In times of darkness, the most important thing is to have a glimmer of light, a spark, that will eventually banish the darkness all together. Hera is that light.
3- Anakin Skywalker/Darth Vader
The young Skywalker was idealistic and hopeful. He believed that the Jedi were there simply to make wrongs right and provide strength for the galaxy. Such is the attitude of a boy from Tatooine’s back sand planet taken to Coruscant and it’s eroding Jedi Order.
Anakin grows to become brash and headstrong, but believes that what he does is right, even despite the pushback and rolled eyes he gets from the Council. That same Council is the one that tried to rein him in by giving him a padawan and therefore making him a mentor.
This brash and headstrong mentality does not fade away in the presence of Ahsoka Tano. It actually rubs off on “Snips,” directing her growth as both a person and a Jedi. It is that same “do what is right when it’s right, no questions asked” mentality that leads her down the steps of the Jedi Temple on that fateful day when she walked away from the Order. It is that same mentality that gives her the strength to become the first Fulcrum of the flourishing Rebellion.
Equally as important, though, is the second lesson that Anakin taught Ahsoka: love your friends, and protect them with everything you have. Skywalker did this throughout the Clone War, whether chasing down R2-D2 against the will of Obi-Wan, or trying to acquit Ahsoka when she was accused of treason. Ahsoka takes this lesson into the Rebellion, which becomes far more about the people than anything else. The Freemaker Adventures, despite being a Lego production, says it perfectly via the main character of Rowan: “What’s the point of saving the galaxy if the ones you love are not in it?”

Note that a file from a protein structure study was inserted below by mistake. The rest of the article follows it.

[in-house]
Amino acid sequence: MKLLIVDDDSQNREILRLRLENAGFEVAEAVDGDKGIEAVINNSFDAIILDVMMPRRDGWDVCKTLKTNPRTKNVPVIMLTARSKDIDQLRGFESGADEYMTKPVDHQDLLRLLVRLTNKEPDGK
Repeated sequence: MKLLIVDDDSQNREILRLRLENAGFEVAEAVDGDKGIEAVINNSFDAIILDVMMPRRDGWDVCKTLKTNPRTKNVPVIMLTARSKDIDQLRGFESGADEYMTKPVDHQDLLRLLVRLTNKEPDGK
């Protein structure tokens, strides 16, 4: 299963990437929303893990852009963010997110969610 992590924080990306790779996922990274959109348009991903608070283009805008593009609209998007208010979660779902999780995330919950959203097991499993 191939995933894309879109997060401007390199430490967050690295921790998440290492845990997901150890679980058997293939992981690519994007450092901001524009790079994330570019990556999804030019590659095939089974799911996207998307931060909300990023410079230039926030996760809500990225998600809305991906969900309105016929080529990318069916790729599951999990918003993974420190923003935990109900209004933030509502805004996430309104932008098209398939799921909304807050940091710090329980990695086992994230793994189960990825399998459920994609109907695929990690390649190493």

As we all know, Anakin’s attachment took him down a dark path. Part of that is due to the fact that he had little support from the Jedi above him with regards to his feelings. The same was not true for Ahsoka. Anakin encouraged her, if not in word certainly in action, to love and support those close to her. The perfect example is when she walks away from the Order and Anakin tells Ahsoka that he understands more than she could ever understand.
Amazingly, and oft undervalued, is how Anakin mentored Luke when he donned the black mask. In Return of the Jedi, Luke is slashing down with great anger towards his father, coming closer than he ever thought imaginable to being Palpatine’s minion. When he slices Vader’s hand to see wires and sparks instead of flesh and bone, he looks down at his own gloved hand, suddenly realizing that the path he is on will lead him down the dark path Yoda warned about.
He sees the darkness that is within himself. Darth Vader is his example, or mentor, of what can happen when you give into that darkness. It is this example that leads him, in the same manner it led Ahsoka down those steps, to throw away his lightsaber. It may be that same darkness that led him to leave the galaxy after Kylo Ren’s betrayal.
And now the weight falls on Luke to be the mentor. The Last Jedi will be an interesting expose on mentorship in Star Wars, and should provide some meaningful insight into how both mentor and mentee are shaped by the experience.